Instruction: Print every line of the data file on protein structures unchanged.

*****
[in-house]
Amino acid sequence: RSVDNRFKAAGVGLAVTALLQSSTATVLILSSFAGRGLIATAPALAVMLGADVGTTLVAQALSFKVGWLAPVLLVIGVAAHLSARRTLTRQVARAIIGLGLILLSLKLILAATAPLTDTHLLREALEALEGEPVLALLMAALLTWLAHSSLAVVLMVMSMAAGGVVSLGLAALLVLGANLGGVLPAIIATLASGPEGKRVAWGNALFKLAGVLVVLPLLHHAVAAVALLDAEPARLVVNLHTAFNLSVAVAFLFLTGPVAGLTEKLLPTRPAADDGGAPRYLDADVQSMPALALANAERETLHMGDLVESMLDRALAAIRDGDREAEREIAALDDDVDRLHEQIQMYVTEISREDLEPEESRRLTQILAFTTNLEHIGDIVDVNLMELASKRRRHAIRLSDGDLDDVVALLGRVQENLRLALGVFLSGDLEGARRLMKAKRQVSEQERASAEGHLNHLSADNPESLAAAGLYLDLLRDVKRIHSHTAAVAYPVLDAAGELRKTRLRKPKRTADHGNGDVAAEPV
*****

[in-house]
Amino acid sequence: RSVDNRFKAAGVGLAVTALLQSSTATVLILSSFAGRGLIATAPALAVMLGADVGTTLVAQALSFKVGWLAPVLLVIGVAAHLSARRTLTRQVARAIIGLGLILLSLKLILAATAPLTDTHLLREALEALEGEPVLALLMAALLTWLAHSSLAVVLMVMSMAAGGVVSLGLAALLVLGANLGGVLPAIIATLASGPEGKRVAWGNALFKLAGVLVVLPLLHHAVAAVALLDAEPARLVVNLHTAFNLSVAVAFLFLTGPVAGLTEKLLPTRPAADDGGAPRYLDADVQSMPALALANAERETLHMGDLVESMLDRALAAIRDGDREAEREIAALDDDVDRLHEQIQMYVTEISREDLEPEESRRLTQILAFTTNLEHIGDIVDVNLMELASKRRRHAIRLSDGDLDDVVALLGRVQENLRLALGVFLSGDLEGARRLMKAKRQVSEQERASAEGHLNHLSADNPESLAAAGLYLDLLRDVKRIHSHTAAVAYPVLDAAGELRKTRLRKPKRTADHGNGDVAAEPV